Thursday, June 20, 2019

Rural Nebraska school district, fed up with e-cigarettes, adds nicotine to drug test for extracurricular activities

Google map, adapted
Use of electronic cigarettes among teenagers has skyrocketed in the past few years, and a rural Nebraska school district has instituted a controversial way to fight it: any student in grades 7-12 who wants to participate in extracurricular activities must submit to random nicotine testing, Margaret Reist reports for the Lincoln Journal Star.

That will affect about 60 percent of the 387 students at Fairbury Junior-Senior High, about 50 miles southwest of Lincoln. The district has already had a random drug testing policy for the past two years, so nicotine will simply be added to the list of substances to be tested for. Students and their parents must sign a consent form for the testing in order to participate in extracurricular activities.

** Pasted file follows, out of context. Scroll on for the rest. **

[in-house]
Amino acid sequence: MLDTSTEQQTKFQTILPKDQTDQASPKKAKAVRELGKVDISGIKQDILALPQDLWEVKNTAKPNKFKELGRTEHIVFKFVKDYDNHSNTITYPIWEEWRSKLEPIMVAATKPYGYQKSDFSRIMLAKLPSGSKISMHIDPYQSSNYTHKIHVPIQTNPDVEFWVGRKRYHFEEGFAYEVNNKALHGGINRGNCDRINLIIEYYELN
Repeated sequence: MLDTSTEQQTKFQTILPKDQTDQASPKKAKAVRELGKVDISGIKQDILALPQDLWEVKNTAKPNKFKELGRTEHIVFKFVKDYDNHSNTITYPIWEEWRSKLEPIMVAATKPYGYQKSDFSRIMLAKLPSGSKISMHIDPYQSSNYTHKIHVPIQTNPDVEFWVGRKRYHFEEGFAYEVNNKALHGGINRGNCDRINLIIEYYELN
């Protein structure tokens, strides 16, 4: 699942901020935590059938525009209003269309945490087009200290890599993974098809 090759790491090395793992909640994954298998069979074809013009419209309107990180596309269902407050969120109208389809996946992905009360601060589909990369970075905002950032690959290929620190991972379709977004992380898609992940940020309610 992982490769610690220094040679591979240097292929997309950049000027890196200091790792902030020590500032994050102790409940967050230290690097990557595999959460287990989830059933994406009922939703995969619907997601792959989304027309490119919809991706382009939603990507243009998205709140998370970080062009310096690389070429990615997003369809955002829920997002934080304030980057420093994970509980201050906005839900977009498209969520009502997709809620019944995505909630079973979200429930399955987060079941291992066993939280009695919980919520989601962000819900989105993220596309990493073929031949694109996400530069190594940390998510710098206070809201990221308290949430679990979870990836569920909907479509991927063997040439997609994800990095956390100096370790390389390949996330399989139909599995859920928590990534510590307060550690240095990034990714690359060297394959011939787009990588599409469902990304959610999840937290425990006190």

The board of Fairbury Public Schools approved the measure last week. "Vaping and smoking in our view is reaching epidemic proportions," Superintendent Stephen Grizzle told Reist. "It’s just a way we can deter kids from potentially being addicted to nicotine." He said adding nicotine to the drug testing panel will cost the district about $900 a year, and said the district is also considering installing sensors in the bathrooms that would detect e-cigarette vapor and notify administrators.

Though teenagers and privacy rights advocates might find it extreme, the new policy appears to be legal, under to a 2002 U.S. Supreme Court decision that upheld an Oklahoma school district’s policy of randomly drug testing students who participate in 'competitive' extracurricular activities such as cheerleading and choir," Antonia Farzan reports for The Washington Post. "In 1997, the Supreme Court had determined that testing high school athletes for illegal drugs was constitutional."

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